Charles Hughes Smith is one of my favorite long-term blogger-turned-authors, and he had an excellent post earlier this week about multinationals, credit markets, and its impact on the careers and life choices of typical people.
The second factor is the status quo grants all the advantages to global corporations and the central state.The mechanisms used to enforce these advantages are both numerous and well-masked. One is cheap, limitless access to capital–what I call free money for financiers. Imagine how many profitable assets you could buy if you too could borrow $1 billion at .25% interest from the Federal Reserve or another central bank.
Once you can access unlimited nearly-free capital, it’s a snap to buy political influence, at which point the state (government) enforces your monopoly/cartel on the populace as rule of law. And we all know what happens if you challenge the state: you are targeted for marginalization, impoverishment and trumped-up Kafkaesque charges.Given all these advantages, Corporate America and the State can afford to pay those who pledge their fealty far more handsome sums than can typically be earned outside these fortified fiefdoms. Above the entry level, Corporate America and the State both pay far in excess of the median wage in salary and benefits, and in the security promised to government employees.It’s not that difficult to earn $60,000 or more in government service (remember to include all the bennies–healthcare, vacation, personal days off, sick leave, pensions, etc.) and Corporate America pays its managerial/technocratic class very well.…But there is a cost to this sacrifice of one’s working life and fealty. It’s difficult to put a price tag on it, but for most of us it’s a significant sum–often hundreds of thousands of dollars over a lifetime. For those who can’t stomach the absurdity of spending their lives in service to these fiefdoms, it’s not really a choice; it simply isn’t an option.
This is also why hard money systems would be so disruptive. Part of what makes multinationals so competitive, despite all their other problems, is access to cheap credit at scale. While it is possible to compete with them in the dollar system, it’s only really possible to do that once you gain full access to the regulated capital markets.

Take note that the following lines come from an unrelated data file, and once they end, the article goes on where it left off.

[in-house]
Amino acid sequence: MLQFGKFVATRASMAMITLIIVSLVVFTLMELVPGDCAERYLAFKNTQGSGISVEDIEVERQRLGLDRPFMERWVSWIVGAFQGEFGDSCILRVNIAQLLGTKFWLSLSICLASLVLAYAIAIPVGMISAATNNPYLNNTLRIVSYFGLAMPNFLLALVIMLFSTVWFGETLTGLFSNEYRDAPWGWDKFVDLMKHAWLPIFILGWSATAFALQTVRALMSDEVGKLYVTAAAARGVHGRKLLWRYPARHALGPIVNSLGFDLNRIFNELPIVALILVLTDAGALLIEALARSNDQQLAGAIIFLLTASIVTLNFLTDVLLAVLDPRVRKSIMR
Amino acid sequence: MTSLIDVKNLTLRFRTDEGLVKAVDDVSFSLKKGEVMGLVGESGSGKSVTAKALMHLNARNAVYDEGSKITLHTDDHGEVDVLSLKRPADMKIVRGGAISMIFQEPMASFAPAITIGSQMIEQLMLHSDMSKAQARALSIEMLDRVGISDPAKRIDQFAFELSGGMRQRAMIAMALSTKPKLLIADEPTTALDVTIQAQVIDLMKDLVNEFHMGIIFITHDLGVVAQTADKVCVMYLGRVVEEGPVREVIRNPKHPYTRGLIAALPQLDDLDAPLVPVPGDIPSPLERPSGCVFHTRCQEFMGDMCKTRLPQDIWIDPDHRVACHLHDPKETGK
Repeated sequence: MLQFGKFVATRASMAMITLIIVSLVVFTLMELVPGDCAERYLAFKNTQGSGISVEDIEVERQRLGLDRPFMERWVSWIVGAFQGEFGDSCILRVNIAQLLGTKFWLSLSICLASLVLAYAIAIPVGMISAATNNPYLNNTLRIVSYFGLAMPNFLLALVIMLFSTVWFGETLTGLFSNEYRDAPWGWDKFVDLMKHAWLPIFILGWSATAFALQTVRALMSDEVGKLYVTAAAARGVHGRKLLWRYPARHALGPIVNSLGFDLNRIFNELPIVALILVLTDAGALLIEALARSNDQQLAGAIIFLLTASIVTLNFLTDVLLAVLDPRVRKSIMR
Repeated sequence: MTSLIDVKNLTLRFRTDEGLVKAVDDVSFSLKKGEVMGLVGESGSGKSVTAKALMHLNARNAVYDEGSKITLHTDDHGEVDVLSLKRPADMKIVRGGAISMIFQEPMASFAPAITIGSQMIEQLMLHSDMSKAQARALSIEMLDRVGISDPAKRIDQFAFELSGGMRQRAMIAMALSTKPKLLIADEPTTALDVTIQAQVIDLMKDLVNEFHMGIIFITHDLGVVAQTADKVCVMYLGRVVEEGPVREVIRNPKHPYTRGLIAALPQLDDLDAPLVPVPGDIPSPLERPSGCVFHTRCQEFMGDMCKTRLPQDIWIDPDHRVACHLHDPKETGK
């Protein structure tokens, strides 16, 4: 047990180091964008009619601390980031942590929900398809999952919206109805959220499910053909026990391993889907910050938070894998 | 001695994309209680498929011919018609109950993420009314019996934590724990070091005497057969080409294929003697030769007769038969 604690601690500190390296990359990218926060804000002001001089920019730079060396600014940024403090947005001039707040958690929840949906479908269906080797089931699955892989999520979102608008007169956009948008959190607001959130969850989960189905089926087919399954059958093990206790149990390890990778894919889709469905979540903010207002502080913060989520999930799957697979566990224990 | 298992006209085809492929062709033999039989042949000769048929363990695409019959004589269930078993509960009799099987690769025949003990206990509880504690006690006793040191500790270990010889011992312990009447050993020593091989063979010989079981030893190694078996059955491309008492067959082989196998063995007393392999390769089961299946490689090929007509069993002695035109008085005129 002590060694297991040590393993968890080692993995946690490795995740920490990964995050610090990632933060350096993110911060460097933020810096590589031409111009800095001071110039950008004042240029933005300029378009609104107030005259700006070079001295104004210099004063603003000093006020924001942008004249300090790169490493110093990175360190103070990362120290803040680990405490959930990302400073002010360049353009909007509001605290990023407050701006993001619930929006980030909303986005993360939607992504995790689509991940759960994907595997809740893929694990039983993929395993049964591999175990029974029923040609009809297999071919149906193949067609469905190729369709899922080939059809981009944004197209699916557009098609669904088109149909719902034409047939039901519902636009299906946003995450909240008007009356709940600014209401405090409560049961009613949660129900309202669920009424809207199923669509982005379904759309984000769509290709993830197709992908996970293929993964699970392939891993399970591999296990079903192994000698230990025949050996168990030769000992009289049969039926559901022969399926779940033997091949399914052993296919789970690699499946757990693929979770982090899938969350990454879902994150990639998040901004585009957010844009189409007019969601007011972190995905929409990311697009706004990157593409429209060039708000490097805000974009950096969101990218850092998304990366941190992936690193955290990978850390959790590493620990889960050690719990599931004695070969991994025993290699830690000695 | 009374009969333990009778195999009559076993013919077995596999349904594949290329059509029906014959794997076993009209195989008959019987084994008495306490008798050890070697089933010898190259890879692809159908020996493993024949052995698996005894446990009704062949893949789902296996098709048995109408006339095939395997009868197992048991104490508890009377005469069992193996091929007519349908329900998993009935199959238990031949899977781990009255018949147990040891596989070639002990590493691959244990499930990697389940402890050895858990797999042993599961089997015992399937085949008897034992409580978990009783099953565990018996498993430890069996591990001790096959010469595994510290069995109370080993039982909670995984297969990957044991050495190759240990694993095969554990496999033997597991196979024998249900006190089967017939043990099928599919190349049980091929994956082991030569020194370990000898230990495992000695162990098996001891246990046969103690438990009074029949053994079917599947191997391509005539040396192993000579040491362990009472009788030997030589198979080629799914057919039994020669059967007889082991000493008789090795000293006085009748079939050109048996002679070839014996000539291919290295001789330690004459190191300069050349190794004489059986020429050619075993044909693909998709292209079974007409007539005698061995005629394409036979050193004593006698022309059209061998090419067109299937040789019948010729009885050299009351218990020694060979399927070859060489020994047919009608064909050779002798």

Access only ceases to be competitive when the currency stops being competitive, and the state that manages that system loses the strength to continue handling its financial obligations. The nation-state and the corporate system that grew out of it were a definite break with the independent economic tradition of family-owned enterprises. It’s also coincident with the compulsory education system, which breaks the natural affinities and economic connections between parents and children.
The nation-state economic system encourages people to drop their natural loyalties and to surrender them to bureaucratic ones, on the theory that it’s more efficient. If it really were more efficient in an economic sense, it would not need the enormous subsidies represented by the enormous soft money apparatus.
Corporations today struggle with the same things that the state struggles with: breakdowns in loyalty and trust, which it must ironically overcome with endless streams of propaganda, which exist to make the characters of brand marketing as more real and readily identifiable than folk heroes and family members.
This breakdown in trust is likely to be epoch-marking, and it may not be as simple to bridge as some seem to think.